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The Odd Contradictions Of Marriage

Can two people really expect to stay together for a lifetime?

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photo of author Kristan Higgins and her dog, photo of novel look on the bright side
Lydia Leclair
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I once interviewed a very successful, uber-sophisticated author, and the topic of marriage came up. “I don’t think people are meant to be married for life,” she said, her manner both cavalier and convincing. “We change. Our needs are different. It’s naïve to think the same person would be right for a lifetime.”

“Mmm,” said I, immediately conjuring my beloved grandparents, who were happily married for 67 years. “Well, till death do us part, right? That’s the dream.” The author gazed at me, pityingly, kindly. “Aren’t you adorable,” she murmured. Many years later, however, I’m still with my original husband. We are solidly, happily married, more than any other couple we know. I adore him.

This is not to say I don’t contemplate spousal murder from time to time. Every time he gives me the You’re wrong look, I feel the urge to smother him. His insuppressible urge to correct every tiny detail — “It’s not a nail. It’s a brad,” he’ll say, as if that matters to anyone but him and Norm Abrams. He thinks his memory is as carved in stone as the Ten Commandments, making me always wrong. If I tell him something doesn’t work — the car door lock, the air conditioner — he immediately assumes it’s operator error, only believing me when it fails for him. I find myself listening to Dateline’s podcast more and more, storing away ideas and learning from the mistakes of other spouses. You know. Just in case.

According to Google, half of all marriages end in divorce or separation. I don’t anticipate that for my husband and me, but … well … there is the fantasy of being a noble widow. Oh, come on. He’s had the same idea. Not too long ago, he lovingly said, “I hope you die first, honey, because you’d be too sad without me.”

“Are you kidding?” I said (also lovingly). “I’ve been planning for widowhood since before we met. You die first. I’ll be fine.” After all, my husband is a firefighter and plays with power tools in his spare time.

Since then, we’ve had an ongoing discussion of all the fun things we’ll do when the other dies first. I plan to paint our kitchen cabinets yellow and buy delicate, flowery china, since he won’t be around to break it. He’ll keep the TV permanently tuned to This Old House at a volume that would hurt my ears, were I still alive. He’ll visit the national parks of Florida since during my life, I refused to go, dreading both alligators and mosquitoes.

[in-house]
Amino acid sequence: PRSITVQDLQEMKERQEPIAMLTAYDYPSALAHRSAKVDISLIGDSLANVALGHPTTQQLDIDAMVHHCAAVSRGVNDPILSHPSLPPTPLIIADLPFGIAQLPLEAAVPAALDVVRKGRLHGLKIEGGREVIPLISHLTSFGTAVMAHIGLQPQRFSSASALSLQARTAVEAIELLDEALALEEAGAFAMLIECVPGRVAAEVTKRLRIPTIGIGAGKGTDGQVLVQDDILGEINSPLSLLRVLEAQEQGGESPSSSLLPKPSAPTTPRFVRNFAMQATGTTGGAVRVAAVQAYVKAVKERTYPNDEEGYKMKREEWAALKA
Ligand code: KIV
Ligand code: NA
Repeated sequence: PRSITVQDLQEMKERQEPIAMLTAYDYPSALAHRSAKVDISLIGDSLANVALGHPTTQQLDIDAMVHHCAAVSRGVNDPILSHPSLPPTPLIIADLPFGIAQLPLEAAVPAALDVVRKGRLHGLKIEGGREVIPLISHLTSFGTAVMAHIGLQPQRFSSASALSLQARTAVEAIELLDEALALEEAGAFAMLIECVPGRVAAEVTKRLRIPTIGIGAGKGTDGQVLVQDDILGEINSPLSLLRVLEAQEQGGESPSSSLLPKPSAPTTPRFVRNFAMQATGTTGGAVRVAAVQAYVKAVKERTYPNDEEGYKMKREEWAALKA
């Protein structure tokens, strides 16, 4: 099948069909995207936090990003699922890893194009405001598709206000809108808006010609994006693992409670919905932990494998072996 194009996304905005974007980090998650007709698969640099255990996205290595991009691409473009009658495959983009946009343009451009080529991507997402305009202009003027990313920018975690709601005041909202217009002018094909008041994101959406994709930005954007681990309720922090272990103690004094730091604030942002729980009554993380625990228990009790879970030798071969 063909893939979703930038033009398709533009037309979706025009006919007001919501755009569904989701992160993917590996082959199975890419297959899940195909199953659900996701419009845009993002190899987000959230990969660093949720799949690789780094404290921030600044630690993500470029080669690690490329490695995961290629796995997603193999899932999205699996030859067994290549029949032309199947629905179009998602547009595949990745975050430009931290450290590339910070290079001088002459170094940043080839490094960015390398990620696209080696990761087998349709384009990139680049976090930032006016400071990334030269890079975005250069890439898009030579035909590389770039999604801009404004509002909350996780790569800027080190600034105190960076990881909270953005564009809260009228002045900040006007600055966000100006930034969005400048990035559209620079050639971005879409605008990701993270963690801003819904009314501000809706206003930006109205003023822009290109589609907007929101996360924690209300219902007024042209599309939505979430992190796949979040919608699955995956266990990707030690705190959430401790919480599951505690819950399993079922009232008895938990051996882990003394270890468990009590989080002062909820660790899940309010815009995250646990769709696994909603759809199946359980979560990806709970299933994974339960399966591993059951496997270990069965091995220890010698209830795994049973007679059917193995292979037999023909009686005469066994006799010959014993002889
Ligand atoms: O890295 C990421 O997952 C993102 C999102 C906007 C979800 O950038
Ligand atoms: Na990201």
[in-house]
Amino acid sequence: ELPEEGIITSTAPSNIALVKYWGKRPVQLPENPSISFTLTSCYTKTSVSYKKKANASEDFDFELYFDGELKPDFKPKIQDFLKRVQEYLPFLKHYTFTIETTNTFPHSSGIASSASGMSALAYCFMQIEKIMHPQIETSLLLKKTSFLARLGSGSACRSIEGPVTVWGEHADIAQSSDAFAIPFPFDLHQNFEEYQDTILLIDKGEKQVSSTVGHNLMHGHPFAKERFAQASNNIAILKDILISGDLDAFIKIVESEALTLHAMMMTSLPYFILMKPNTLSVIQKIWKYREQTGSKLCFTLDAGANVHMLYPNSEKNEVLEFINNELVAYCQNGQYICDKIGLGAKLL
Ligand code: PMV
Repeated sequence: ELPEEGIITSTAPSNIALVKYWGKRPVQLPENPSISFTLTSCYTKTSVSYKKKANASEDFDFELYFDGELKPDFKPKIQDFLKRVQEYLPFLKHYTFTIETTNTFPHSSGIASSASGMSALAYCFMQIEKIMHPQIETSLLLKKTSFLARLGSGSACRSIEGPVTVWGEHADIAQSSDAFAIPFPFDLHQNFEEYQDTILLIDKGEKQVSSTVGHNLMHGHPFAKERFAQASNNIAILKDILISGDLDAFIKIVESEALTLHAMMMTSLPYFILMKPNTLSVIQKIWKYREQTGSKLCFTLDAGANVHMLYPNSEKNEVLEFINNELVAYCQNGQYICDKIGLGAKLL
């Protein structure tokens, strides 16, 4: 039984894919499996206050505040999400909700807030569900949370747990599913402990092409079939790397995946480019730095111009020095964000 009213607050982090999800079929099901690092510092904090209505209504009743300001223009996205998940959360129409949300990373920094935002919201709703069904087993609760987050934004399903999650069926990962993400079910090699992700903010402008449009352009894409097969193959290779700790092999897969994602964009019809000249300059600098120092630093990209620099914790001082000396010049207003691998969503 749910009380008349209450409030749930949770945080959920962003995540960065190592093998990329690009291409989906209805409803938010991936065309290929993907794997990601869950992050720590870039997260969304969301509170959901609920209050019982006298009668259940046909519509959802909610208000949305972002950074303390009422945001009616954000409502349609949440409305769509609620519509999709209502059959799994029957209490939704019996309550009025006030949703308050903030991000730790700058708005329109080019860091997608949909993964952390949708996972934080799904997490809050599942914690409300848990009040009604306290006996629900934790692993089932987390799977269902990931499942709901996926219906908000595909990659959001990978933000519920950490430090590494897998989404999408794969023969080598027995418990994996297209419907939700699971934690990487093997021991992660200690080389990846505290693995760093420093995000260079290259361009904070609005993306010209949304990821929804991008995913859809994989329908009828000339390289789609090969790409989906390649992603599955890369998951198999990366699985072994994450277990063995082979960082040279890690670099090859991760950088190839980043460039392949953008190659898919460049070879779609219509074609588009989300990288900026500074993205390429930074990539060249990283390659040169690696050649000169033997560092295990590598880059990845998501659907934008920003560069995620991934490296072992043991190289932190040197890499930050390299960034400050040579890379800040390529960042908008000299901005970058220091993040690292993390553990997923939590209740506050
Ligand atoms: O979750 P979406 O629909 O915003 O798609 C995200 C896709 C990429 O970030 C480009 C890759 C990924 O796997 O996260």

In reality, we know life will be very sad without the other (aside from my yellow cabinets, which will be quite cheery). But I think it’s normal to fantasize about life alone when most of your adult life has been spent with another person, every day, week after month after year after decade.

I channel this in my novel, Look On the Bright Side. Sixty-something, long-married Ellie discovers messages on her husband’s iPad to another woman. Her rock-solid marriage abruptly cracks. Suddenly, all those little things she’s put up with for 40 years don’t seem so little anymore. Instead, they’ve become messages of disrespect and entitlement, of taking her for granted.

And so, she leaves. She moves in with a friend and contemplates a different kind of life. What would it be like to not be half of a couple? In a way, it’s thrilling to contemplate. We know our spouses better than they know themselves. Life without them, in whatever way that happened, would be new. And that’s what’s sacrificed in a long marriage. We trade in the thrill of freshness for the comfort of familiarity. Like the branches of two trees planted next to each other, our lives become so entwined that’s it hard to remember who we are on our own. If you cut down one, what happens to the other? Would it thrive, or wither?

I had a dream recently, in which my dear husband had indeed died, and I stood in our kitchen, looking out at the woods. The future stretched out in front of me like a barren desert I’d have to cross myself. I missed him so much that I woke up crying. It was a good reminder to appreciate what we have — love, security, comfort — and not to spend too much time dwelling on what we don’t. Even if yellow cabinets would look gorgeous in our kitchen.

 How long have YOU been married? Let us know in the comments below.

Follow Article Topics: Relationships